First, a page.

[Our Response]: the most recognizable characteristics of digital banknotes in the Monet is that they preserve the anonymity of the sender, the transaction and receiver that is designed to include many of the attributes of cash (e.g., ease of use, portability, offline function). On the contrary, the mobile transactions are immutably recorded and, therefore does not offer positive and inclusive experience

[BOE Findings 4] respondents agreed that the Bank should provide the core infrastructure and that payment interface providers (PIPs) should not hold end-users’ funds directly

[Our Response]: the Monet is distributed through Channels (banks, non-bank financial institutions and other regulated intermediaries) provide the network-effect and settlement mechanism to the financial network. A ‘network-effect’ is the phenomenon, and typically positive, by which the value or utility a user derives from a good or service depends on the number of users of compatible products, therefore, resulting in a given user deriving more value from a product as other users join the same network

[BOE Findings 5] broad agreement that in-store, online and person-to-person payments should be a priority, but business-to-business and government-to-person payments are also considered valuable payment options including cross-border payments, as well as offline capability:

[Our Response]: multiple formats in the Monet facilitate a dedicated protocol of interoperability as well as conventional online, offline and mobile technologies, as well as custom devices and device-less solutions engineered for interoperable access while securely storing and transferring cash in digital banknotes. At this time, for simplicity, the financial system, the machine intelligence – intelligence at user-interface of a wallet-device (or Endpoint-AI), at the Channel and at the origin-destination (O-D) points – on the interoperable platform (also as Endpoint-OD) are risk-neutral

[BOE Findings 6] design choices to support financial inclusion ranged from offline availability, tiered access and in-person assistance (especially people who are blind, partially sighted, physical or cognitive challenges) to community-supported or public provision:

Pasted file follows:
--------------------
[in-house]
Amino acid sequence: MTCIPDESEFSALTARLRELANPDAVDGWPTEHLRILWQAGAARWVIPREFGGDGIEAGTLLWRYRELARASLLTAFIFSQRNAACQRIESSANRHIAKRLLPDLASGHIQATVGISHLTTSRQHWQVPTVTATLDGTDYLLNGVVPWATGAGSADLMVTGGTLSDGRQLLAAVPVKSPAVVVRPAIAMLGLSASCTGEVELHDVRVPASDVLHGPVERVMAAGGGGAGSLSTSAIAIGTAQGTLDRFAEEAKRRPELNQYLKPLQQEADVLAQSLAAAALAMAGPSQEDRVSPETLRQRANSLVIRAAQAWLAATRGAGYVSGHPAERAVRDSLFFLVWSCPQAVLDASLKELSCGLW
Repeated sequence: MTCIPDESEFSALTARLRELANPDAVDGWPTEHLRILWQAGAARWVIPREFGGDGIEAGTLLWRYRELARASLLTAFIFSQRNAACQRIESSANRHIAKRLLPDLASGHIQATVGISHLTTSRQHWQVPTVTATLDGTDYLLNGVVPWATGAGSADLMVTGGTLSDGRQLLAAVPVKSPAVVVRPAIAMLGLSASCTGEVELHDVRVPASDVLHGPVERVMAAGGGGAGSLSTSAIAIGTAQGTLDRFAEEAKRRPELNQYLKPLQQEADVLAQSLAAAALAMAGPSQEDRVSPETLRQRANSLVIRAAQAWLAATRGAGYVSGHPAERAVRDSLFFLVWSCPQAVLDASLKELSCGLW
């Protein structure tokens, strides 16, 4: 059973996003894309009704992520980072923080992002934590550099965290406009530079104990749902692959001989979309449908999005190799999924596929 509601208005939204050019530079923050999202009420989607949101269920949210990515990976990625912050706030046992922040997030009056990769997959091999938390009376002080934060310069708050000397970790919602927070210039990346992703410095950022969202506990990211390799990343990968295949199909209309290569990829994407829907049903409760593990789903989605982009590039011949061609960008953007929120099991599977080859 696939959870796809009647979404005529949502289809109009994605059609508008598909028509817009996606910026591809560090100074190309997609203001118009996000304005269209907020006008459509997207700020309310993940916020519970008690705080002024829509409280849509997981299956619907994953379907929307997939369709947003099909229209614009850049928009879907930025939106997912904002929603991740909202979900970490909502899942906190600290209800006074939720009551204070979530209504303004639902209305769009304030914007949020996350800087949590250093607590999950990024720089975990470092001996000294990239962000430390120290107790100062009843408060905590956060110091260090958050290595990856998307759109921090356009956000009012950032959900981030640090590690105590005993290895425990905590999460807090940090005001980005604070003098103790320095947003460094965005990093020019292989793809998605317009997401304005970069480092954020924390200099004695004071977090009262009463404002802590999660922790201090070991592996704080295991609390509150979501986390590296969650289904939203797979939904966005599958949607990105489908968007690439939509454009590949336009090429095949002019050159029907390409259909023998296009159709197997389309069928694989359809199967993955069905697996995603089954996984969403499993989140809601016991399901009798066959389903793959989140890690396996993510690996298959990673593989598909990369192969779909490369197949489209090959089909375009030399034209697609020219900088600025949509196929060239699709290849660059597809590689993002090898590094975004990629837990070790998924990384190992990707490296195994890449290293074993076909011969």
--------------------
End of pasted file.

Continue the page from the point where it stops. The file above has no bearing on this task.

[Our Response]: that could affect their ability to use technology, where the Monet device could also incorporate AI/ML-based language technologies that enhance accessibility for people with disabilities. For example, unlike accessing cash, loading value to a device can be done without leaving home. In a multiplex financial network where individuals and entities are involved in different types of relationships – store of value, means of payments, credit, medium of exchange, etc. – and they interact through various channels of communication for transaction. A potential problem with centrality is the following: if a node with high centrality links many others then all those others get high centrality. In many cases, however, it means less if a node is only one among many to be linked.

Building Monet for digital banknotes with AI/ML-enabled with intelligent (voice-video-gesture) payment and interoperability has, at least, four major benefits:

First, and most directly, simplicity in design: removing unnecessary user complexity where digital banknote is a freely negotiable bearer bond, acceptable medium (legally or by demand) in the hand of its holder, anonymity of transactors and transactions generally maintained, ability to set limit (e.g., $10,000), interoperable and does not require any third-party verification

Second, reduce cost of cost logistics: Cash logistics service refers to a physical security design, printing, movement as well as handling of cash from one location to another. The cash logistics also includes cash-in-transit, cash centers, ATM replenishment, cash to large retail services, etc. The global cash logistics market was valued at $16.83 billion in 2020, and is projected to reach $33.28 billion by 2030

Third, high-frequency-low-value transactions: In Europe, for example, 72% of the transactions at the POS (representing 47% in value terms) and 83% of person-to-person (P2P) transactions (57% in value) are made in cash. The significant difference between number of transactions and value is due to the more frequent use of cash for low-value transactions 

Finally, resiliency of the financial system: diffusion of liquidity, for example, may cause risks in centrality and quantity of money transfer and fees associated with it. Spreads are rarely very large for the major cryptocurrencies, and with tight margins a transferal or transaction fee could wipe out any potential profit. The financial institution networks which are established for each layer (liquidity-credit-exchange) offer; (a) multi-bank reporting enables customers to check their multiple accounts simultaneously and (b) real-time transfers from customers for mass payments or direct debits to multiple banks at one time